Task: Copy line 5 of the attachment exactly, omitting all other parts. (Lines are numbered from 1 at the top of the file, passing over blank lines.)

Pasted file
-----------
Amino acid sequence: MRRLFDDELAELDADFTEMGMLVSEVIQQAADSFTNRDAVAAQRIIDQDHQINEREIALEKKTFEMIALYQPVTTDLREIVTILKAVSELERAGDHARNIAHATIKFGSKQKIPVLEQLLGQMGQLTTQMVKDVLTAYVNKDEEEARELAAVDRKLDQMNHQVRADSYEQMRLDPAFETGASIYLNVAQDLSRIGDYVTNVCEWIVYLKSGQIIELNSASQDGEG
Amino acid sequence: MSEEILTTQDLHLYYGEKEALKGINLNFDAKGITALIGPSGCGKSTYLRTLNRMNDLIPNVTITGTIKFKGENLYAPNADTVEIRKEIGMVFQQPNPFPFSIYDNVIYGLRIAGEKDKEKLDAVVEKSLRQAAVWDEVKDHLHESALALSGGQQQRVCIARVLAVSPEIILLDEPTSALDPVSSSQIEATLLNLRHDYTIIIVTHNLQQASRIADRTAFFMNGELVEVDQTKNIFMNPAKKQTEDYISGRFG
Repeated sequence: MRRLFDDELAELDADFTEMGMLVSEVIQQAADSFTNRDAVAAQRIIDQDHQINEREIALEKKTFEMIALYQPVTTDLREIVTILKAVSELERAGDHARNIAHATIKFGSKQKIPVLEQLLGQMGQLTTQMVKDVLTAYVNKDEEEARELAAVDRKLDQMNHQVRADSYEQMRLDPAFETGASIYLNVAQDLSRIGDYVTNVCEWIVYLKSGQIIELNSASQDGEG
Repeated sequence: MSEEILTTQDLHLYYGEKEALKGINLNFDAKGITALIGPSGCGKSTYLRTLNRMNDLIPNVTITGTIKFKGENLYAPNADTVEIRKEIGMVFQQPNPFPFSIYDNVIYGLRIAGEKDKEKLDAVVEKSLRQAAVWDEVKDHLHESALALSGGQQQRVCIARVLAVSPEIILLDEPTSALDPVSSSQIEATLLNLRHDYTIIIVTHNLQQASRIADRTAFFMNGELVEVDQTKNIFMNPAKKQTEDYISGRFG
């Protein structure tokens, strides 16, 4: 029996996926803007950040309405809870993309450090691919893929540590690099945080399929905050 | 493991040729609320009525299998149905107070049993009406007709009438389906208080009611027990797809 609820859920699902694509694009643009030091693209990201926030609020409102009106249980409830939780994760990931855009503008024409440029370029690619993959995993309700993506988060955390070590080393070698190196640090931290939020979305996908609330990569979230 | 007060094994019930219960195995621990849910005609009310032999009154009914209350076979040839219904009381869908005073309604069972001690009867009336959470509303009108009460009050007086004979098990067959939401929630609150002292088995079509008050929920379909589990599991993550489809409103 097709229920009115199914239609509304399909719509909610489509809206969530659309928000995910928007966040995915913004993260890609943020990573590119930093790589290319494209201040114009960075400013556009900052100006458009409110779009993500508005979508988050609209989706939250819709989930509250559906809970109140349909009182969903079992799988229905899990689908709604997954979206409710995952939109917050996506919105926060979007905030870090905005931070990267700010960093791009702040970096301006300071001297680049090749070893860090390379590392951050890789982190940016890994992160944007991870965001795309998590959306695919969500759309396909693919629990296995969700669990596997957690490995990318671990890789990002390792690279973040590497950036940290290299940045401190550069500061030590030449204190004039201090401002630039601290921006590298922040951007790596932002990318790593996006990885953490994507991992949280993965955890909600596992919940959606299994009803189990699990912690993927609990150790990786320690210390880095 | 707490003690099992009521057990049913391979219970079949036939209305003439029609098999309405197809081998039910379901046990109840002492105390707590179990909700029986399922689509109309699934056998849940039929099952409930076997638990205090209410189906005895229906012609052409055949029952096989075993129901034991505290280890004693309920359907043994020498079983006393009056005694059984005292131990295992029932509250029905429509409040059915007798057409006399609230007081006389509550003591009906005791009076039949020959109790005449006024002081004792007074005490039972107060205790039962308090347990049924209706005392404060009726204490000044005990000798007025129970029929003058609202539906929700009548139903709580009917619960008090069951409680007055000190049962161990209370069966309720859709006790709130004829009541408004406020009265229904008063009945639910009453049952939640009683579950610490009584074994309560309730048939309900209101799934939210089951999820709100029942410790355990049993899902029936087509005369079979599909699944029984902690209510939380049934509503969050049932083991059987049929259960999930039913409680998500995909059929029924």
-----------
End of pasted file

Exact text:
């Protein structure tokens, strides 16, 4: 029996996926803007950040309405809870993309450090691919893929540590690099945080399929905050 | 493991040729609320009525299998149905107070049993009406007709009438389906208080009611027990797809 609820859920699902694509694009643009030091693209990201926030609020409102009106249980409830939780994760990931855009503008024409440029370029690619993959995993309700993506988060955390070590080393070698190196640090931290939020979305996908609330990569979230 | 007060094994019930219960195995621990849910005609009310032999009154009914209350076979040839219904009381869908005073309604069972001690009867009336959470509303009108009460009050007086004979098990067959939401929630609150002292088995079509008050929920379909589990599991993550489809409103 097709229920009115199914239609509304399909719509909610489509809206969530659309928000995910928007966040995915913004993260890609943020990573590119930093790589290319494209201040114009960075400013556009900052100006458009409110779009993500508005979508988050609209989706939250819709989930509250559906809970109140349909009182969903079992799988229905899990689908709604997954979206409710995952939109917050996506919105926060979007905030870090905005931070990267700010960093791009702040970096301006300071001297680049090749070893860090390379590392951050890789982190940016890994992160944007991870965001795309998590959306695919969500759309396909693919629990296995969700669990596997957690490995990318671990890789990002390792690279973040590497950036940290290299940045401190550069500061030590030449204190004039201090401002630039601290921006590298922040951007790596932002990318790593996006990885953490994507991992949280993965955890909600596992919940959606299994009803189990699990912690993927609990150790990786320690210390880095 | 707490003690099992009521057990049913391979219970079949036939209305003439029609098999309405197809081998039910379901046990109840002492105390707590179990909700029986399922689509109309699934056998849940039929099952409930076997638990205090209410189906005895229906012609052409055949029952096989075993129901034991505290280890004693309920359907043994020498079983006393009056005694059984005292131990295992029932509250029905429509409040059915007798057409006399609230007081006389509550003591009906005791009076039949020959109790005449006024002081004792007074005490039972107060205790039962308090347990049924209706005392404060009726204490000044005990000798007025129970029929003058609202539906929700009548139903709580009917619960008090069951409680007055000190049962161990209370069966309720859709006790709130004829009541408004406020009265229904008063009945639910009453049952939640009683579950610490009584074994309560309730048939309900209101799934939210089951999820709100029942410790355990049993899902029936087509005369079979599909699944029984902690209510939380049934509503969050049932083991059987049929259960999930039913409680998500995909059929029924």